meteoriteOn February 15th, 2013 a meteor exploded over the Russian city of Chelyabinsk in the Ural mountains (population: 1 million). Six other cities beside Chelyabinsk were affected. It caused injuries to some 1500 persons, mostly from shattered glass. According to the Russian Academy of Sciences, the massive meteor weighed 10 tons and entered the earth’s atmosphere at a speed as high as 33,000 mph [52,800 km/h]. Authorities in Chelyabinsk said the blast had been heard at an altitude of 10,000 metres (32,800ft), suggesting it occurred when the meteor or meteors entered the earth’s atmosphere. The meteor was the largest such object reported since 1908, when a meteor hit Tunguska, Siberia and is thought to have devastated an area of more than 2,000 sq km (1,250 miles) in Siberia, breaking windows as far as 200 km (125 miles) from the point of impact.


The damage was caused by shockwaves as the meteor broke up in the earth’s atmosphere. In the main brittle articles such as dishes, televisions, and windows were shattered by the explosion, which also buckled shop fronts, set off car alarms and affected mobile phone signals. More than 3,000 homes and business sustained damage from broken glass, encompassing an area of 200,000 square meters. The Russian government estimated the damage to be in the order of one million roubles [app. $US 32.2 million].


An asteroid is a small rock in orbit around a star – a bit like a tiny planet. Small pieces of space debris such as parts of asteroids or parts of comets (objects consisting of a central mass surrounded by dust and gas that may form a tail, orbiting a star) on a collision course with earth are called meteoroids. When meteoroids enter the earth’s atmosphere they are called meteors. Most meteors burn up in the atmosphere, but if they survive and strike the surface of the earth they are called meteorites.


Most policies exclude any loss or damage directly occasioned by pressure waves caused by aircraft and other aerial devices travelling at sonic or supersonic speeds. Since a meteorite is not an aircraft or aerial device the exclusion will not apply, even though a pressure wave seemed to have caused the damage on February 15, 2013.


In as much as a substantial amount of the damage by the meteorite in Russia was to windows in houses, we may want to know what cover, if any, is given on a household policy. A typical household policy is issued on a named perils basis, that is to say, the perils that are covered are listed. For cover to apply what caused the damage must be a named peril on the policy. Furthermore, there are exclusions on the policy and what caused the damage must not be excluded. One of the perils on a household policy is loss or damage caused by ‘Aircraft and other aerial devices and/or articles dropped therefrom’. It is clear from what we have  discussed that a meteorite is not an aircraft or an aerial device, nor is it an article dropped from an aircraft or aerial device. There is therefore no cover under this peril.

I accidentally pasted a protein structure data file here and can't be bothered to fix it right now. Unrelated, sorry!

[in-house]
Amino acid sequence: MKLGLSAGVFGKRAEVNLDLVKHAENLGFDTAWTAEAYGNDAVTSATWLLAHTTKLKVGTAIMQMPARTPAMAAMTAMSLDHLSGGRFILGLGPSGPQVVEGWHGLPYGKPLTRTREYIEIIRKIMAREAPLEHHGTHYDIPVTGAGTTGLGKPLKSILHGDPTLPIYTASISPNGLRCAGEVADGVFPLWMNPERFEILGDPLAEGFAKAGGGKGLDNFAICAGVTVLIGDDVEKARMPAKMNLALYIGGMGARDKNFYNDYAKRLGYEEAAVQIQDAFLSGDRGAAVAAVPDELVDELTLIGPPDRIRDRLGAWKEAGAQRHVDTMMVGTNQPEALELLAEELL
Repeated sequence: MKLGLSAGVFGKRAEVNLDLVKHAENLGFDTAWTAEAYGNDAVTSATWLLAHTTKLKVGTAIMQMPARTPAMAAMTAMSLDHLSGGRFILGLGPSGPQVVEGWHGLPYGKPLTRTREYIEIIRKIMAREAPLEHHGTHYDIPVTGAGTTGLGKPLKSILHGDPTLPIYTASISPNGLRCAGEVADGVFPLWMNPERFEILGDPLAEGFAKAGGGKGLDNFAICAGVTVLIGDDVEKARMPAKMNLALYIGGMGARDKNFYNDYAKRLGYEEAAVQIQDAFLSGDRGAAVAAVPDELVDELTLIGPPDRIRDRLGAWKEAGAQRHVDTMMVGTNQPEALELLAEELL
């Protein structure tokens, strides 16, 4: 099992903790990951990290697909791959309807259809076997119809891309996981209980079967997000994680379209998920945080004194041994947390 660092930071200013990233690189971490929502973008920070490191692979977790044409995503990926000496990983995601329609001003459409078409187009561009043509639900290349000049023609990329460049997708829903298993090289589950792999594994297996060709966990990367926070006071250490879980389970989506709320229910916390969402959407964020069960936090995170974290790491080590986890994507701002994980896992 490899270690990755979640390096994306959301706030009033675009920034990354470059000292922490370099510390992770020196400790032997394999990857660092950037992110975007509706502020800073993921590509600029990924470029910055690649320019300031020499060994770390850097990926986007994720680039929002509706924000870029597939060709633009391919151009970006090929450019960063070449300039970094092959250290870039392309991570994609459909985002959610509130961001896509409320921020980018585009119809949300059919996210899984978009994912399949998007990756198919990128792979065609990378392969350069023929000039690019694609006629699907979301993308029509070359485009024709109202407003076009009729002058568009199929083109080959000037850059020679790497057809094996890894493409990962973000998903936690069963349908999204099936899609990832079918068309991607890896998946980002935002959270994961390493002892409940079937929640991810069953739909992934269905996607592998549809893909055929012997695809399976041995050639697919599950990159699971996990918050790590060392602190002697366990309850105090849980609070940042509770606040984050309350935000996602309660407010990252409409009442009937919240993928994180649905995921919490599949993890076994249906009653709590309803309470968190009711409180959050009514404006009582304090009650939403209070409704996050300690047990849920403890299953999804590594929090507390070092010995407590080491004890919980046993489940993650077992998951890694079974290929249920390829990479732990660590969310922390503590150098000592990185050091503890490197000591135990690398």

meteorite2Under the typical household policy there is a standard extension known as ‘Accidental damage to fixed glass and sanitary fixtures’. The major damage in the February 15, 2013 incident was damage to windows and shop fronts. This extension would give the cover since this was accidental damage. The extension does have a monetary limit, usually between $1,500 and $2,500 per period of insurance. There is also an ‘Accidental damage to mirrors and plate glass tops to furniture’ extension. This also has a limit, usually $1,500 per period of insurance.


Most household policies have an all risks section that would cover items such as jewellery,cameras, computers including laptops, notebooks and net books, electronic equipment,camcorders and the like. If such items are damaged by a meteorite cover would apply since the cover is against all risks rather than against named perils. However, the all risks section does exclude ‘breakage or scratching of glass or other substances of a brittle or fragile nature (other than camera lenses) not due to fire or thieves’.


A commercial fire and special perils policy would have the same issues as the household policy as this is also is a named perils policy. There would be no cover for loss or damage caused by a meteorite under the basic policy. However, under the accidental damage to glass extension there would be cover up to the policy limit (normally ranges from $5,000 to $20,000).


Property all risks policies and almost any type of all risks policy would give the cover from damage by a meteorite since there is no applicable exclusion.


The standard motor policy, not being an all risks policy, would not cover damage to windscreens or any damage to a motor vehicle caused by a meteorite.


In respect of bodily injury or death caused by a meteorite both personal accident and life insurance policies would respond as there is no exclusion relating to injury or death by a meteorite.


Mention should be made that if an aircraft or aerial device or articles falling therefrom (e.g.Skylab, a space station, whose debris landed southeast of Perth, Western Australia in 1979) should cause damage this is covered under all risks policy as well as household policies under the impact by aircraft or aerial device peril. If such an occurrence is deemed accidental collision this should also be covered under a motor policy. Damage due to sonic bangs or pressure waves caused by aircraft and other aerial devices travelling at sonic or supersonic speeds would be excluded.